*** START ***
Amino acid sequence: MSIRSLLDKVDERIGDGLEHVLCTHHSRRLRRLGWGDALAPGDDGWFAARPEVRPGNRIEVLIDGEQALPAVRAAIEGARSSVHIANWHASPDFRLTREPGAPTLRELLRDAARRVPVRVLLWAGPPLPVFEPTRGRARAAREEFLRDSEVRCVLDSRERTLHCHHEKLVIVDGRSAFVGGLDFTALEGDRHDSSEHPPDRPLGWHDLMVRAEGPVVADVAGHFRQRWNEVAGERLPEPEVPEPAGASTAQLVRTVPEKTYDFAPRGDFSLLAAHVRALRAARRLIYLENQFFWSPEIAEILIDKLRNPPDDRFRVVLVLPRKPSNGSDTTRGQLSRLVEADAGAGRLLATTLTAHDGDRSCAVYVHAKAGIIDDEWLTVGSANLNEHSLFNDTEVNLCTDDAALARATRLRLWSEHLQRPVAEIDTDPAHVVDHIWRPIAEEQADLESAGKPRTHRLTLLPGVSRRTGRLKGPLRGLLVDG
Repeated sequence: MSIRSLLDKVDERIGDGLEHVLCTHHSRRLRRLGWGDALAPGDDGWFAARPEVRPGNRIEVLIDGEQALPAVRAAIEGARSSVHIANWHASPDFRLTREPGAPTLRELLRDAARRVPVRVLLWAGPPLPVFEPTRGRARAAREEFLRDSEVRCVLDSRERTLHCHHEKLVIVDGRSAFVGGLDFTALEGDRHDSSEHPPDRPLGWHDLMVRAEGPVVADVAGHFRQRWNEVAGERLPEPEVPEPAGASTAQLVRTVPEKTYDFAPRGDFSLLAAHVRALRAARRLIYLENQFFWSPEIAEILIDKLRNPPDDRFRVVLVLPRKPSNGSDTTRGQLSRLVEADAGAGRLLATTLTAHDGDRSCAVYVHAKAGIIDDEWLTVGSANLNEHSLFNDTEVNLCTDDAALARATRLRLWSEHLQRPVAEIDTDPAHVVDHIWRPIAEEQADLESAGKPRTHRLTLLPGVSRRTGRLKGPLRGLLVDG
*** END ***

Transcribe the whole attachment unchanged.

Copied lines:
Amino acid sequence: MSIRSLLDKVDERIGDGLEHVLCTHHSRRLRRLGWGDALAPGDDGWFAARPEVRPGNRIEVLIDGEQALPAVRAAIEGARSSVHIANWHASPDFRLTREPGAPTLRELLRDAARRVPVRVLLWAGPPLPVFEPTRGRARAAREEFLRDSEVRCVLDSRERTLHCHHEKLVIVDGRSAFVGGLDFTALEGDRHDSSEHPPDRPLGWHDLMVRAEGPVVADVAGHFRQRWNEVAGERLPEPEVPEPAGASTAQLVRTVPEKTYDFAPRGDFSLLAAHVRALRAARRLIYLENQFFWSPEIAEILIDKLRNPPDDRFRVVLVLPRKPSNGSDTTRGQLSRLVEADAGAGRLLATTLTAHDGDRSCAVYVHAKAGIIDDEWLTVGSANLNEHSLFNDTEVNLCTDDAALARATRLRLWSEHLQRPVAEIDTDPAHVVDHIWRPIAEEQADLESAGKPRTHRLTLLPGVSRRTGRLKGPLRGLLVDG
Repeated sequence: MSIRSLLDKVDERIGDGLEHVLCTHHSRRLRRLGWGDALAPGDDGWFAARPEVRPGNRIEVLIDGEQALPAVRAAIEGARSSVHIANWHASPDFRLTREPGAPTLRELLRDAARRVPVRVLLWAGPPLPVFEPTRGRARAAREEFLRDSEVRCVLDSRERTLHCHHEKLVIVDGRSAFVGGLDFTALEGDRHDSSEHPPDRPLGWHDLMVRAEGPVVADVAGHFRQRWNEVAGERLPEPEVPEPAGASTAQLVRTVPEKTYDFAPRGDFSLLAAHVRALRAARRLIYLENQFFWSPEIAEILIDKLRNPPDDRFRVVLVLPRKPSNGSDTTRGQLSRLVEADAGAGRLLATTLTAHDGDRSCAVYVHAKAGIIDDEWLTVGSANLNEHSLFNDTEVNLCTDDAALARATRLRLWSEHLQRPVAEIDTDPAHVVDHIWRPIAEEQADLESAGKPRTHRLTLLPGVSRRTGRLKGPLRGLLVDG